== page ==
They both partially replicate email and blogs, but I don’t see anything about either of them that is an improvement over either email or a blog. The interface in both cases seems rather clumsy and confusing, with lots of unclear terms. (For example, what is a ‘friend’ on Facebook? The numbers of ‘Friends’ that some folks claim to have pretty clearly demonstrates that the usage of the word on Facebook and the usage in real life are not at all the same.)
    So, what are FriendFeed, Facebook, and the other ‘social networking tools’ actually for, and why do they seem to be so popular? What value do people get out of them? (And how can people manage to spend ‘hours’ on them?) People apparently think these things are useful, but I have no clue why, or what value they get out of them? What am I missing?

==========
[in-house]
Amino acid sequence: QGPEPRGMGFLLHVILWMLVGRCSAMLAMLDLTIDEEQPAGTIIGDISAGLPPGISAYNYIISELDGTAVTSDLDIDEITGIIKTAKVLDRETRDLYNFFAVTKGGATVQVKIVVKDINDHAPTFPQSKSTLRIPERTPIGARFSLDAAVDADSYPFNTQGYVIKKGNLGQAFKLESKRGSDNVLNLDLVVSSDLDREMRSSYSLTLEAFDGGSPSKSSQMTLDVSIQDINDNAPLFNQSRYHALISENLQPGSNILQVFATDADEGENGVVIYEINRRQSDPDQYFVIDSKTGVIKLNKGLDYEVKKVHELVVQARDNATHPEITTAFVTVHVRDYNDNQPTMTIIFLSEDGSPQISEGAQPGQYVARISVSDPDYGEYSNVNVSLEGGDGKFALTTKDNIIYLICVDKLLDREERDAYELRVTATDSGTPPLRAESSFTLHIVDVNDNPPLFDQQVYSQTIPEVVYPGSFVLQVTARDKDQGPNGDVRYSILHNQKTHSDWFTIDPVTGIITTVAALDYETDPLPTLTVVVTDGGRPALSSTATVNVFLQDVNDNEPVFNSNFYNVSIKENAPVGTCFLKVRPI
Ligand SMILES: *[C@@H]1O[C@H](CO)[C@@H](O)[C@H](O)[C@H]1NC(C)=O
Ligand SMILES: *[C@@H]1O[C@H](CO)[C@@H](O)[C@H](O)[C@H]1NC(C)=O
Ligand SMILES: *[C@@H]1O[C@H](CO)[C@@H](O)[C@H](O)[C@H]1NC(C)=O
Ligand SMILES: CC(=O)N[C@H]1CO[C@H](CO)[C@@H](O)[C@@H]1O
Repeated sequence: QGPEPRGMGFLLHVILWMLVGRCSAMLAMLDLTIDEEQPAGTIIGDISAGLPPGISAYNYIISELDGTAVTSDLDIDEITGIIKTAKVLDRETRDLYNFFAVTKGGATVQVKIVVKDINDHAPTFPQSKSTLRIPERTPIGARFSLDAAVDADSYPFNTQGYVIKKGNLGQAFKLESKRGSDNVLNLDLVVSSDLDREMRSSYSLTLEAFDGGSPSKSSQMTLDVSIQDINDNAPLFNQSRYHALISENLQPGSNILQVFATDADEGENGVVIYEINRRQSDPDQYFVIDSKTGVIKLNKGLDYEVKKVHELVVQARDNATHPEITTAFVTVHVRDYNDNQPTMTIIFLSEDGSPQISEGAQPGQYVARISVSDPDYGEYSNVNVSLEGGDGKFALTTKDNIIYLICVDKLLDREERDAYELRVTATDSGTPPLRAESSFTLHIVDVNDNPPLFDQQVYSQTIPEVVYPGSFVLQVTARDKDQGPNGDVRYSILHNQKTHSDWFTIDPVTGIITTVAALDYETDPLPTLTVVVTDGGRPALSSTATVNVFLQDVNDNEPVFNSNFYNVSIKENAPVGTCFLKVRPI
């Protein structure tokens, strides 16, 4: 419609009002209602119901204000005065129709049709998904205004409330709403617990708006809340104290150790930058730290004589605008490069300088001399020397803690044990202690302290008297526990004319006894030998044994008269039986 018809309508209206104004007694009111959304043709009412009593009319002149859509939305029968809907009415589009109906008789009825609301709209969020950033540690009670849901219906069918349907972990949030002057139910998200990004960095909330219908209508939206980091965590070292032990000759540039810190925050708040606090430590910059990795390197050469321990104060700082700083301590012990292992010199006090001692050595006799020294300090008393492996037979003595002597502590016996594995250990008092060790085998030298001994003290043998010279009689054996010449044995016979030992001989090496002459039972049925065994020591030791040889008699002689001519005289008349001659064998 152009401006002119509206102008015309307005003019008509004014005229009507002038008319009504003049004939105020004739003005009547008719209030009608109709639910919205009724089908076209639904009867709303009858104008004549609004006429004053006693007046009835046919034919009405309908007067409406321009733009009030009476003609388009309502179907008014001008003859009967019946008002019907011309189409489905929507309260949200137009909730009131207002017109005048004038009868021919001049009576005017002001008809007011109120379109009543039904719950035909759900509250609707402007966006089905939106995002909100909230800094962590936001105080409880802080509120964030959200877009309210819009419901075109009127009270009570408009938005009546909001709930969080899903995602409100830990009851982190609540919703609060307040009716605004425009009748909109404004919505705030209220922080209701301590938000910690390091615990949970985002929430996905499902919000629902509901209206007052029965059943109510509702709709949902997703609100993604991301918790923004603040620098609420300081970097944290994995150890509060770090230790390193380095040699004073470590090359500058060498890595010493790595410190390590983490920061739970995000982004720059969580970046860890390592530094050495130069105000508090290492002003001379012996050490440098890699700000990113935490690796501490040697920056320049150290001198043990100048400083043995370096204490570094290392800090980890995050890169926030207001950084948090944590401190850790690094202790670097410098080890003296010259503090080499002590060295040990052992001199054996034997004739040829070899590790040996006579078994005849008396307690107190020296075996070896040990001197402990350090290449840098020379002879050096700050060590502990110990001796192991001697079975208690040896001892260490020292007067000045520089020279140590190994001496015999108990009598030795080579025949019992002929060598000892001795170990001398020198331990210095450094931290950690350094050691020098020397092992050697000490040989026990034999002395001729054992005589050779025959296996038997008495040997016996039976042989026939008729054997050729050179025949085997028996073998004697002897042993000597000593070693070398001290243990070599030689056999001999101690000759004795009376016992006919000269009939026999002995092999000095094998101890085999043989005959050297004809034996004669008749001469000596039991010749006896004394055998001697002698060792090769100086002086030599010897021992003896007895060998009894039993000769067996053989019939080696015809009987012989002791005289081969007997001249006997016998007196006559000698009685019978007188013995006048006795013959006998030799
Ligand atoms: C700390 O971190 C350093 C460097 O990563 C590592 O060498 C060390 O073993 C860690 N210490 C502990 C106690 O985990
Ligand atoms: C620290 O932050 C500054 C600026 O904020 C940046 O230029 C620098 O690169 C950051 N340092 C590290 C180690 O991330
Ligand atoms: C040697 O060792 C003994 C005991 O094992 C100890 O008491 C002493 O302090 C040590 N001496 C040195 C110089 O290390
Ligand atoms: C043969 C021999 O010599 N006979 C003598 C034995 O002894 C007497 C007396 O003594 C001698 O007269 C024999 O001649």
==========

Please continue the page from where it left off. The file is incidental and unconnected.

2. If others wish to tell Oscar what they find more valuable from FF or FB, please do. For me, FF offers threaded conversations that appear to flow more naturally than via either blogs or email–but for me, FF doesn’t replace either one. (Actually, FF and other tools have probably replaced many short-form blogs, ones where posts were mostly links. I think that’s a good thing, overall.) I don’t find the FF user interface either clumsy or confusing, but that’s me.
    I’m not a “lifestreamer” so some of those supposed wonders of FF don’t apply to me. As for FB–well, I wanted to see what it’s like, I’m only an occasional dropin, and it seems to work very well for friends & family to stay in touch on an offhand basis (and for lots of other things).